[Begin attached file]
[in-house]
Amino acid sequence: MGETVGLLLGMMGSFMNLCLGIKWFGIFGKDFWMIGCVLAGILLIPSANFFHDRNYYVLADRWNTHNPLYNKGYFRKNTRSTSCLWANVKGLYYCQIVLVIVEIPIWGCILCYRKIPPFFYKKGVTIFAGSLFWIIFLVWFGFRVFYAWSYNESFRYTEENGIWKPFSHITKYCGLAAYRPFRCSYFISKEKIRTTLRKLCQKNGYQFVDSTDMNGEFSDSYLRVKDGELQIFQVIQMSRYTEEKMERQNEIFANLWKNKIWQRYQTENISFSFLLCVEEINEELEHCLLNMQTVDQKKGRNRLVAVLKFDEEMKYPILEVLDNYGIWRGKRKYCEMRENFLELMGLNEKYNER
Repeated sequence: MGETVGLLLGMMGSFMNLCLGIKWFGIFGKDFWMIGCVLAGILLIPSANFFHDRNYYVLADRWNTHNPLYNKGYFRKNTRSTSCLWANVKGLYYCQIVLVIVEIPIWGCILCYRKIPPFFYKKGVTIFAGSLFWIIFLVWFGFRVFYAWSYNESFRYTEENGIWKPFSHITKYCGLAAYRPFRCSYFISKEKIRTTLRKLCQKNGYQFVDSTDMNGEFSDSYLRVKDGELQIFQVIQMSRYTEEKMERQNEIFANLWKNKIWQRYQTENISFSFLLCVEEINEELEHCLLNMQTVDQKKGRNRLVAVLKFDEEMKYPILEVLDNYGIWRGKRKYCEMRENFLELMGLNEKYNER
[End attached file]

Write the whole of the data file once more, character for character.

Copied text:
[in-house]
Amino acid sequence: MGETVGLLLGMMGSFMNLCLGIKWFGIFGKDFWMIGCVLAGILLIPSANFFHDRNYYVLADRWNTHNPLYNKGYFRKNTRSTSCLWANVKGLYYCQIVLVIVEIPIWGCILCYRKIPPFFYKKGVTIFAGSLFWIIFLVWFGFRVFYAWSYNESFRYTEENGIWKPFSHITKYCGLAAYRPFRCSYFISKEKIRTTLRKLCQKNGYQFVDSTDMNGEFSDSYLRVKDGELQIFQVIQMSRYTEEKMERQNEIFANLWKNKIWQRYQTENISFSFLLCVEEINEELEHCLLNMQTVDQKKGRNRLVAVLKFDEEMKYPILEVLDNYGIWRGKRKYCEMRENFLELMGLNEKYNER
Repeated sequence: MGETVGLLLGMMGSFMNLCLGIKWFGIFGKDFWMIGCVLAGILLIPSANFFHDRNYYVLADRWNTHNPLYNKGYFRKNTRSTSCLWANVKGLYYCQIVLVIVEIPIWGCILCYRKIPPFFYKKGVTIFAGSLFWIIFLVWFGFRVFYAWSYNESFRYTEENGIWKPFSHITKYCGLAAYRPFRCSYFISKEKIRTTLRKLCQKNGYQFVDSTDMNGEFSDSYLRVKDGELQIFQVIQMSRYTEEKMERQNEIFANLWKNKIWQRYQTENISFSFLLCVEEINEELEHCLLNMQTVDQKKGRNRLVAVLKFDEEMKYPILEVLDNYGIWRGKRKYCEMRENFLELMGLNEKYNER